“But mummy, the most important thing is to put in your best and and every other thing does not really matter”.
This little guy full of wisdom was just 7 years old.
Unhealthy comparisons, they ain’t funny; it is even more deadly even when we drive ourselves and our wards at break-neck speeds to engage in unwholesome acts just to measure up.
For kids, the comparisons start early enough. At most young mothers’ gathering.
At 6 months, s/he should be sitting up unaided.
At 8 months, yours should be chanting ma-ma or da-da.
At 9 months, he should be pulling himself up and taking his first steps to the glee of every proud adult watching.
Then, your Pre-Schooler should be coloring beautifully within the box.
S/he is in Year One and so should be leading the class in Literacy and Numeracy.
In Basic 3, they should cleanly / clearly write a 250-word essay on how she spent her last holiday.
That Year 5 kid? S/he should ace that exam / test exceptionally…A*, anyone?
Your teenager should be an orator.
…4.0 GPA every semester.
At 25, she should be married.
..of our self-devised metrics for determining and measuring our (child/ren’s) successes.
A time would come when we’d wish we could turn back the hands of time.
Because so many seemingly little successes are being buried unceremoniously while we keep our eyes peeled on the supposedly BIG exploits.
If we are being honest, we are the ones doing the exploitation and if we do not pull the hand brake fast enough, we’d soon wish we had spent more time encouraging and building our kiddos self-confidence while dwelling on their areas of strength more.
What are we to do?
Kids, mine as well as yours are such a huge blessing and sources of many boisterous laughter therapies and the different ways and paces they learn should do nothing other than to inspire us to let go of our vain tests and comparisons.
We should instead applaud their efforts (yeah..talking to myself here), interests and self-expressions; and more often than not, these are super amazing.
Kids learn and develop in different ways and paces. We do too.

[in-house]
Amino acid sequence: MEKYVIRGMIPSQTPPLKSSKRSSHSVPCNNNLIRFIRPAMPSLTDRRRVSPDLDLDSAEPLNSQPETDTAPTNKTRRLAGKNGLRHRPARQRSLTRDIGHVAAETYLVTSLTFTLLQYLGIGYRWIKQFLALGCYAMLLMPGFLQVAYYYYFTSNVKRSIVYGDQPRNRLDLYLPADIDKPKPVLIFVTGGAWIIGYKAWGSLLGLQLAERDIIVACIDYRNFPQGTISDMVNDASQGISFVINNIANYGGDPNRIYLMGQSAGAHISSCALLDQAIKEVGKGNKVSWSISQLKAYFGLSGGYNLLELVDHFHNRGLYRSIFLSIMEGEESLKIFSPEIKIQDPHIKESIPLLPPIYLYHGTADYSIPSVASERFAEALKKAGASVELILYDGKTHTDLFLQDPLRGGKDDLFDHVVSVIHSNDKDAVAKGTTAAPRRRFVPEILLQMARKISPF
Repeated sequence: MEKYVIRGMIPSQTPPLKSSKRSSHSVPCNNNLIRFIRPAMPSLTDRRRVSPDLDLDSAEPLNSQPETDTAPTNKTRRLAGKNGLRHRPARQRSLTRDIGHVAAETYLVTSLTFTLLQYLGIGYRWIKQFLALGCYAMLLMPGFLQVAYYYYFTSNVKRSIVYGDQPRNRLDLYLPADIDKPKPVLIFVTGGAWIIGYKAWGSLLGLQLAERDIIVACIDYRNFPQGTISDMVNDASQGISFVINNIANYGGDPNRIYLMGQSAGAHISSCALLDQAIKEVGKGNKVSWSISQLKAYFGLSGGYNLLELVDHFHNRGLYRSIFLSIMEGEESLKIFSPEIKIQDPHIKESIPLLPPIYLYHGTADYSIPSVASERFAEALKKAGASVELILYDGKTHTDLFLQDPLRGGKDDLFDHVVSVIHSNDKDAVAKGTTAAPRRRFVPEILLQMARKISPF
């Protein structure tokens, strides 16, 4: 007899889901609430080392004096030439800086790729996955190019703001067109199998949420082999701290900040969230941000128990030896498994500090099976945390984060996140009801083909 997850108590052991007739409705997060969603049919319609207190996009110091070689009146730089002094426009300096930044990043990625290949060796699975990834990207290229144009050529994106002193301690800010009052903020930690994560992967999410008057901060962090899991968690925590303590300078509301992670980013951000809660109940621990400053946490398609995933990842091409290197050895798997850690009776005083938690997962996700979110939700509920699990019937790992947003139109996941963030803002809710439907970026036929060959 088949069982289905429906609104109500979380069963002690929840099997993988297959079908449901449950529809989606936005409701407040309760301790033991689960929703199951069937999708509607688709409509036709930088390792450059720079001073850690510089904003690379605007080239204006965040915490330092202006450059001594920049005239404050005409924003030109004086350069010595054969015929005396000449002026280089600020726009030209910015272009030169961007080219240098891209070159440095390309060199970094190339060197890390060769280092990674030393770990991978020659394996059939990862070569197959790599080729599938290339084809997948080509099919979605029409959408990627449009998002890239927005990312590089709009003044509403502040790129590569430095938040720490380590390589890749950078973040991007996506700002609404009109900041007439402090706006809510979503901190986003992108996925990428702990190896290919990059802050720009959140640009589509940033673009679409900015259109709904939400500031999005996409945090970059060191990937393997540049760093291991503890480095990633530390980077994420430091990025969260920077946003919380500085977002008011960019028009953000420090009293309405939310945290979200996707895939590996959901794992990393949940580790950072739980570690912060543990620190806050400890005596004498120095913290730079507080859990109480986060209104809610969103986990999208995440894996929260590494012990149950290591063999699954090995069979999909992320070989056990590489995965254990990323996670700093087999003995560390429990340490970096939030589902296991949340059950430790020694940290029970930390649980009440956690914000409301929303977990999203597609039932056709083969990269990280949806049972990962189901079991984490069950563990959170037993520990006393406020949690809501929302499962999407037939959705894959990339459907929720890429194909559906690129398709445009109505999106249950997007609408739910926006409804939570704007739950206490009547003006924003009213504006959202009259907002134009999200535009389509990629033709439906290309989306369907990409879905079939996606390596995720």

Give him/her a pat on the back. Spare one for yourself too.
Applaud the baby steps and the many victories along the way while making efforts to discover how best to help them (and us) along these paths of learning and development.
That is our responsibility.
Our other responsibility is to put less weight on those numbers on the report booklets and instead focus more on communicating with our children, and their teachers as the new term begins.
Focus more on the evidences that show these children, our children are creatively exploring their world, making use of their unique gifts, pursuing interests, writing stories, making arts and utilizing resources.
I know numbers are very necessary and helpful in flagging issues before they fester; they are very important tools in helping us focus on what our children require to thrive but they should NEVER be used to determine or measure our children’s potentials and value.
We learn everyday…well, nearly everyday, at least I do.
I know our children will always surprise us (if we are available) at different points in their lives. These surprises would sometimes make us happily proud, enough to want to scoop them in our arms and spin round the universe at a dizzying pace and at other times, these surprises are going to hurt real bad and be difficult for us to understand or grasp. Mostly.
Not to worry, you did the same to your parent(s), remember?
Maybe. Maybe not.
You want a star but the child you have is the child you are given, the one you need.
Not the one you want. You cannot create any, remember?
And they are going to ridicule your choices at some point, under their breath or openly.
They might not like taking swimming lessons like you had hoped they’d do.
They might want to aspire to be a policeman or chef instead of an engineer or a medical doctor like you’d hoped.
They might not take an interest in sciences like you had wanted.
They might not like the clothes you picked out for them.
They might not like your yam, rather preferring their bff mum’s spaghetti. Hahaha.
They might and would do things we do not approve or support.
But we are going to have to learn to live with that, letting go completely after having prayerfully done our part (which excludes judging them constantly and comparing them with the next kid on the block), because we are aware of our biggest responsibility and duty.
And that is to LOVE and ACCEPT them, unconditionally.